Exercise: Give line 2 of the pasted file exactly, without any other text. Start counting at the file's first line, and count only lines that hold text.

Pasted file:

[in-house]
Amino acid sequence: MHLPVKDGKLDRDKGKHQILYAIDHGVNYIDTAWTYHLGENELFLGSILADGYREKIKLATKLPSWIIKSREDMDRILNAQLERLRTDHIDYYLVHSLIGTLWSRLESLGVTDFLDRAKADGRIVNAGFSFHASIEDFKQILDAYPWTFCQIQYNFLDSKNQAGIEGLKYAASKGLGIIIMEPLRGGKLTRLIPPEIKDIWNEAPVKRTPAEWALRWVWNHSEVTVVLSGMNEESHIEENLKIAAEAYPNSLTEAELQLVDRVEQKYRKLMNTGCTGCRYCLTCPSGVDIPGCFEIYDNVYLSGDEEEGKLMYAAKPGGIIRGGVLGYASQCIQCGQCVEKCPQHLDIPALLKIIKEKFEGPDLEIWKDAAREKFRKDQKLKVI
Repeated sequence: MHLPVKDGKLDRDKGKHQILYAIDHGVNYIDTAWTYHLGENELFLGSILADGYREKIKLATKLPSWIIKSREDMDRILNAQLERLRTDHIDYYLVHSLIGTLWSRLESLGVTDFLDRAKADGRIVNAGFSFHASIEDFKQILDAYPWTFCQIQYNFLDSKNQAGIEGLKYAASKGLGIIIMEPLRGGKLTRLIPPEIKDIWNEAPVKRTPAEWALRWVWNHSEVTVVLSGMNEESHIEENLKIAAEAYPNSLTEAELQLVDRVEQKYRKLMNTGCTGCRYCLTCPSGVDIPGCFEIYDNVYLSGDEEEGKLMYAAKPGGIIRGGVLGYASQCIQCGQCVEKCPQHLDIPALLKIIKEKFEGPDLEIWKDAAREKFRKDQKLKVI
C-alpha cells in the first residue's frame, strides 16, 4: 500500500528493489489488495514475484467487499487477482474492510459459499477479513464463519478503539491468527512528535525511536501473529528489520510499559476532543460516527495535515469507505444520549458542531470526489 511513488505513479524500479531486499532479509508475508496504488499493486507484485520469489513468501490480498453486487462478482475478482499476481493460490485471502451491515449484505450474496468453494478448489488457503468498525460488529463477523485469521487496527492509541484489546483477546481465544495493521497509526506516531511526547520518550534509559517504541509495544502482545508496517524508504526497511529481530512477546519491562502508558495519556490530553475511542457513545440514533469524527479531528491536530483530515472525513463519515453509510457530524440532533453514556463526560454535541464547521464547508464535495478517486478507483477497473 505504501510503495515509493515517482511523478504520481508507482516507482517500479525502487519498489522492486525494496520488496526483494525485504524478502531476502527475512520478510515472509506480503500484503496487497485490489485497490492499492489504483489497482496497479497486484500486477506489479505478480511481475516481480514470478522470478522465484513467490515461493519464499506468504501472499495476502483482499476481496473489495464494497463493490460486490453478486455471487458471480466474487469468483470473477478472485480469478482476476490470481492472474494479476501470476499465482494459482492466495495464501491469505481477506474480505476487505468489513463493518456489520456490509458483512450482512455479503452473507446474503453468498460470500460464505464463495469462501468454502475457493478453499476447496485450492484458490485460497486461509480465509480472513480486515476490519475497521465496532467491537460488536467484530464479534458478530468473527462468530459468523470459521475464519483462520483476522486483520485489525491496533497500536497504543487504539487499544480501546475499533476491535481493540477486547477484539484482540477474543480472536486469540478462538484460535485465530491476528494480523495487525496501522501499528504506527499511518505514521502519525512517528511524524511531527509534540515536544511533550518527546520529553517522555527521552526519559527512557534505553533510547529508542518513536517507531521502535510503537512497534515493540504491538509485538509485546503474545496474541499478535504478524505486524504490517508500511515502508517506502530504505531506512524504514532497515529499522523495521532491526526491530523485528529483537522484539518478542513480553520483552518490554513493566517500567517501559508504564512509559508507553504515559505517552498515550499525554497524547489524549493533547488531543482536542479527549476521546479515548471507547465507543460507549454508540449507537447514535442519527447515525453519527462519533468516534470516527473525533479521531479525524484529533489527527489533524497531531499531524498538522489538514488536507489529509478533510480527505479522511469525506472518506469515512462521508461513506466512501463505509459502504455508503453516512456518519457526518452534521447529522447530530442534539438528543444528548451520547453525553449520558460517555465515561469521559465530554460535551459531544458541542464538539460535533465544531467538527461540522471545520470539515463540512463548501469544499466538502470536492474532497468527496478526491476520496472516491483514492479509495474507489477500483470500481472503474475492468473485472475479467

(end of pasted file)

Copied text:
Amino acid sequence: MHLPVKDGKLDRDKGKHQILYAIDHGVNYIDTAWTYHLGENELFLGSILADGYREKIKLATKLPSWIIKSREDMDRILNAQLERLRTDHIDYYLVHSLIGTLWSRLESLGVTDFLDRAKADGRIVNAGFSFHASIEDFKQILDAYPWTFCQIQYNFLDSKNQAGIEGLKYAASKGLGIIIMEPLRGGKLTRLIPPEIKDIWNEAPVKRTPAEWALRWVWNHSEVTVVLSGMNEESHIEENLKIAAEAYPNSLTEAELQLVDRVEQKYRKLMNTGCTGCRYCLTCPSGVDIPGCFEIYDNVYLSGDEEEGKLMYAAKPGGIIRGGVLGYASQCIQCGQCVEKCPQHLDIPALLKIIKEKFEGPDLEIWKDAAREKFRKDQKLKVI